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Using openssl



  • Get the openssl version: openssl version -a

Generating a set of public and private keys

  • openssl genrsa: This command will just output the key to the terminal.
The key generated using openssl genrsa contains both the public and the private key.
  • To save the key we use:
    • openssl genrsa -out privatekey.pem
  • Default key size is generally 2048. This can be set in the openssl configuration file.
    • openssl genrsa -out privatekey.pem 4096
  • Generating a private key with encryption
    • openssl genrsa -aes256 -out privatekey.pem
    • This is generally done for CA keys since they need to be protected.
    • We don't encrypt the server private keys since they are used by the application.
  • Extracting the public key from the key pair:
    • openssl rsa -in privatekey.pem -pubout -out publickey.pem
  • The most common format for openssl is .pem
    • The binary contents of the file is base64 encoded hence it is super easy to copy and paste.
  • Inspecting the private key.
    • openssl rsa -in privatekey.pem -noout -text
  • Inspecting the public key.
    • openssl rsa -pubin -in publickey.pem -noout -text
What is the difference between the public and the private key?
  • If we take a look at the private key it will contain the modulus and the exponent and a lot of other things.
  • The public key only includes the modulus and the exponent. attachments/Pasted image 20221031010924.jpg
    attachments/Pasted image 20221031010822.jpg
  • We can keep on increasing the size of RSA keys for more security but it is not ideal for IOT devices.
    • Key size of 512 is easily brute forcible and 2048 is also not safe.
  • With elliptic curves we can increase our security without increasing our memory footprint.
  • We can have RSA or elliptic keys.
  • If we take a look at the contents of the RSA private key using cat it will say --BEGIN RSA PRIVATE KEY-- in the beginning.

Certificates & Generating Certificates

Both CSRs and self signed certificates are generated using the req option.

The only difference is the -x509 option which is used to generate self signed certificates.

  • Generating a CSR from a private key:
    • openssl req -new -key privatekey.pem -out CSR.pem
    • If we take a look at the contents of the CSR using cat it will say --BEGIN CERTIFICATE REQUEST--
  • Generating a Self Signed Certificate from a private key:

    • openssl req -x509 -key privatekey.pem -out CERT.pem
    • If we take a look at the contents of the Certificate using cat it will say --BEGIN CERTIFICATE-- in the beginning.
  • req stands for request.

    • It is used to create and process certificate requests.
  • x509 is a standard format for defining public key certificates.

  • Certificates are there to identify websites.

  • The websites are identified using the DN (Distinguished Name) format.
    • DN format is a hierarchy of key value pairs.
  • CN (common name) has to be there in all the certificates.

    • This has to match the domain name which we enter in the browser or the Subject Alternative Name (SAN certificates). (DOUBT)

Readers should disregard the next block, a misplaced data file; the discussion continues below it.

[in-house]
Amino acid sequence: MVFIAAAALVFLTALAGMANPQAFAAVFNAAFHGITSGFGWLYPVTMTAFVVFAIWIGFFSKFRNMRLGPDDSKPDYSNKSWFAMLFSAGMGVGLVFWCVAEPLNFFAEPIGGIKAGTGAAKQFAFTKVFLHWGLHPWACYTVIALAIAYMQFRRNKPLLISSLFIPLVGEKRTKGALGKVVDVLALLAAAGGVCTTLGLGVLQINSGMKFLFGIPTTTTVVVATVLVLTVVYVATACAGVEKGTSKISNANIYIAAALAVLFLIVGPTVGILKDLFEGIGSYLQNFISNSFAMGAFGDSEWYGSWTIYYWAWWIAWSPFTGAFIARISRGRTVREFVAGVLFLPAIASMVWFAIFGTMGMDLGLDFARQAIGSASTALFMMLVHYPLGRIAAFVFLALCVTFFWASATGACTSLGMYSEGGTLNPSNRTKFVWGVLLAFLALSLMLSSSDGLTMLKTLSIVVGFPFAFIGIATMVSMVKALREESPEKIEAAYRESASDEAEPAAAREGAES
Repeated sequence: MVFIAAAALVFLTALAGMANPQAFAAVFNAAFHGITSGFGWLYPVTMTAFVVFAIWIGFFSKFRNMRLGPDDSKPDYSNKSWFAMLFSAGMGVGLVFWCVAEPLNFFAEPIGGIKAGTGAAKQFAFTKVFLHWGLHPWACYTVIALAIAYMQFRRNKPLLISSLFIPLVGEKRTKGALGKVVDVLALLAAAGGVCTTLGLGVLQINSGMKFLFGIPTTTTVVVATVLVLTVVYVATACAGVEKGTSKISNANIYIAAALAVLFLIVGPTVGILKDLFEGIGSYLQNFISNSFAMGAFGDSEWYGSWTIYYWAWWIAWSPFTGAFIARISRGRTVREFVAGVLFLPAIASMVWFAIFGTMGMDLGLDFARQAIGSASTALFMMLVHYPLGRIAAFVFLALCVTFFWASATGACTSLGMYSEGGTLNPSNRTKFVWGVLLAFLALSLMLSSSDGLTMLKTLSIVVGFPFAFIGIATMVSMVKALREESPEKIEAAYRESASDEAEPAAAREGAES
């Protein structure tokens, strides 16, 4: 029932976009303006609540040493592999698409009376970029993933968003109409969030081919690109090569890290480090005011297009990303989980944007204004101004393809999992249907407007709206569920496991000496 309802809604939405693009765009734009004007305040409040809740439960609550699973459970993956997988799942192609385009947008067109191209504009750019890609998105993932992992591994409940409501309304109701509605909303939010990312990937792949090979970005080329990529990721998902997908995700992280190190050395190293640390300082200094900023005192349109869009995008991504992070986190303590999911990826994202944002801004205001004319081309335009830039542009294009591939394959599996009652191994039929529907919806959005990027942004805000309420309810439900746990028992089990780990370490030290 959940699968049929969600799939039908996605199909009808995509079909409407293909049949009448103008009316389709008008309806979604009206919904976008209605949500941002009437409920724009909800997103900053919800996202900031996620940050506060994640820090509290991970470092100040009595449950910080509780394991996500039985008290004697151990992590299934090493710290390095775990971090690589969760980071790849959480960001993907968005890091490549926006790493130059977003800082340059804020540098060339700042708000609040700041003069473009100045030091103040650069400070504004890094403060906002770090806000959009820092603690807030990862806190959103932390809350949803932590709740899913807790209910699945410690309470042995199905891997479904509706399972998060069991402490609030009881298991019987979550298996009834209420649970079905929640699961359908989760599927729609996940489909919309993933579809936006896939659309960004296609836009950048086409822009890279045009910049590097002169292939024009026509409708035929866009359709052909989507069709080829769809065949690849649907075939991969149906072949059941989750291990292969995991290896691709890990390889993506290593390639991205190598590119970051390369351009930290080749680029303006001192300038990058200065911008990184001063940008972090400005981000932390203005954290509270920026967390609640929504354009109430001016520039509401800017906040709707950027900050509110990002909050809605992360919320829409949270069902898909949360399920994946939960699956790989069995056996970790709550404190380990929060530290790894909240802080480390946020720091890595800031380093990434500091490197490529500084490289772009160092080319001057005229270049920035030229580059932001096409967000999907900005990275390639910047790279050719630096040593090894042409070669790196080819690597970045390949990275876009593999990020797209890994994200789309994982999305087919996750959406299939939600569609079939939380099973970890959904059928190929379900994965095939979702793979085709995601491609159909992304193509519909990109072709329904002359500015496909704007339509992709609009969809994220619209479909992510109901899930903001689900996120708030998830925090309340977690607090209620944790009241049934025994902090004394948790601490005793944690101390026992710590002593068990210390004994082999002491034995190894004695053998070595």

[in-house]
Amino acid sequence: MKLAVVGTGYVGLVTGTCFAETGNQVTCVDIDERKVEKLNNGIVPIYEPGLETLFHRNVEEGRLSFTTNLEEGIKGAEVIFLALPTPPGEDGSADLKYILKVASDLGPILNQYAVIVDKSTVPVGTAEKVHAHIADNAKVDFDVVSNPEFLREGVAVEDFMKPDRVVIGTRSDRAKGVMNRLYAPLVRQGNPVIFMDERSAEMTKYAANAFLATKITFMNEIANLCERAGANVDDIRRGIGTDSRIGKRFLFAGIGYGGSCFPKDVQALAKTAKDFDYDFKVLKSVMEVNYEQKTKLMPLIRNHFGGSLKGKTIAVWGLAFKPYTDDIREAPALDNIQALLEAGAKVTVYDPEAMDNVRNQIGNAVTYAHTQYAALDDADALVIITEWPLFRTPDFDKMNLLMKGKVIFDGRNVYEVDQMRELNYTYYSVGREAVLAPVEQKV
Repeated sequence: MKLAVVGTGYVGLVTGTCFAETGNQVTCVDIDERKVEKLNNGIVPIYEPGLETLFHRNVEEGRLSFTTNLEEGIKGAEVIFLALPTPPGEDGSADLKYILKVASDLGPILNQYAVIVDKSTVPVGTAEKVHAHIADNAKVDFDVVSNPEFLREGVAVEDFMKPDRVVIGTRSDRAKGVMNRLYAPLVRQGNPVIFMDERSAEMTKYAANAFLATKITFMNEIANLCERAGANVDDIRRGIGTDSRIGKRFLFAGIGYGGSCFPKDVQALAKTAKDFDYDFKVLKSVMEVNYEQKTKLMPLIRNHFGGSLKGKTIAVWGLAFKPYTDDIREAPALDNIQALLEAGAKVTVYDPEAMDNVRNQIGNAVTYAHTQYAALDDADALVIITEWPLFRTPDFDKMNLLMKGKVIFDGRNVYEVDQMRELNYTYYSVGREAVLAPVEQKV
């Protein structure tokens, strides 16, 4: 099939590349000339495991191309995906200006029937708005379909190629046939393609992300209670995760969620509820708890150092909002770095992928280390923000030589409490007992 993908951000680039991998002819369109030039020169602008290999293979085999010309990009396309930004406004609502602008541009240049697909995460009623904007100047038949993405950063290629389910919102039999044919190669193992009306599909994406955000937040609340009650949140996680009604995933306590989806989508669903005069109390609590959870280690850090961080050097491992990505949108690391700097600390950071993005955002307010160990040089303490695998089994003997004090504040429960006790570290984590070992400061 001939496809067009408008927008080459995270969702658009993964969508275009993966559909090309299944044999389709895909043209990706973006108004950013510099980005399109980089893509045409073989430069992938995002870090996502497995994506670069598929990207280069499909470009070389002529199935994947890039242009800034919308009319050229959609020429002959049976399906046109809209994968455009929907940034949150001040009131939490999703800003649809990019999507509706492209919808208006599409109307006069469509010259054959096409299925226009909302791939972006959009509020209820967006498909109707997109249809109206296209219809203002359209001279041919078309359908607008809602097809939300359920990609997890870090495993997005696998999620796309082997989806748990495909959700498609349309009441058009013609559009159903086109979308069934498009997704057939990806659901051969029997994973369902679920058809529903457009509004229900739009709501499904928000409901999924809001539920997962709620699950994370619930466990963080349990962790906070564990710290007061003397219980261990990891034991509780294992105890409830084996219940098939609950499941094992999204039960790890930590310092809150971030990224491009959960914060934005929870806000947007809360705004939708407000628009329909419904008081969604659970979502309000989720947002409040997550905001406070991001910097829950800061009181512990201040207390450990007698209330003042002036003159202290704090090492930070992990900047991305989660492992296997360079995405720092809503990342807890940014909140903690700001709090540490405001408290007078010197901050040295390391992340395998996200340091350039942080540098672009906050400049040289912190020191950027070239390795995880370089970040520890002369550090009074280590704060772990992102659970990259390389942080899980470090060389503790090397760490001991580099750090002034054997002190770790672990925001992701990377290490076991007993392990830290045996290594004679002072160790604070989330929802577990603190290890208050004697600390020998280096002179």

• Rest of the information like country, locality, company name etc is just for informational purpose.
  • The details we enter while generating a CSR or a Self Signed Certificate goes into the subject field of the certificate.

In case of self signed certificates issuer and subject will be the same.

The official definition of self signed certificates is that the issuer field matches the subject field.

  • Looking at the contents of the certificate:
    • openssl x509 -in CERT.pem -noout -text
  • Extracting specific features of information:

    • openssl x509 -in CERT.pem -noout -text -subject -issuer
    • openssl x509 -in CERT.pem -noout -text -dates: Validity dates
  • Viewing the contents of the CSR:

    • openssl req -in CSR.pem -noout -text
    • There will be no issuer.
  • Sample output of a self signed certificate:

    • attachments/Pasted image 20221031002415.jpg
  • Whenever we generate a CSR or a self signed certificate we have to enter the subject values interactively. We can pass it as an argument.

    • openssl req -new -key privatekey.pem -out CSR.pem -subj "/"
    • For self signed certificates we have -x509 instead of -new
    • Specifying just the CN to keep it simple.
As we know that .extension doesn't mean anything in linux we can name our private key as private.key, CSR as some.csr and Cert as some.crt for easily distinguishing what is what.

openssl doesn't care about the extension it cares about the extension of the file.

How to find that a private key file belongs to a particular certificate?

  • This is done by matching the public key value in the private key and in the certificate or the CSR.

    • In particular we match the modulus value
  • Modulus value of a CSR:

    • openssl req -in CSR.pem -noout -modulus
  • Modulus value of a certificate:
    • openssl x509 -in CERT.pem -noout -modulus
  • Modulus value of a private key:

    • openssl rsa -in privatekey.pem -noout -modulus
  • The above technique won't work for elliptic curve keys.

Notice that we have to use req to list the contents of a CSR whereas we use x509 to list the contents of a certificate.

Signing CSRs using a root CA private key

  • Signing a CSR using a private key
    • openssl x509 -req -days 3650 -in some.csr -CA ca.cert -CAkey ca.key -out some.cert -CAcreateserial
    • Here days is the validity of the certificate.
For the clients to trust the certificates signed by our CA we need to have the CA's public cert in the browser/devices.


  • Sample certificate of
    • attachments/Pasted image 20221031003634.jpg
    • CN is a *
    • attachments/Pasted image 20221031003727.jpg
    • attachments/Pasted image 20221031003751.jpg


Last updated: 2022-11-01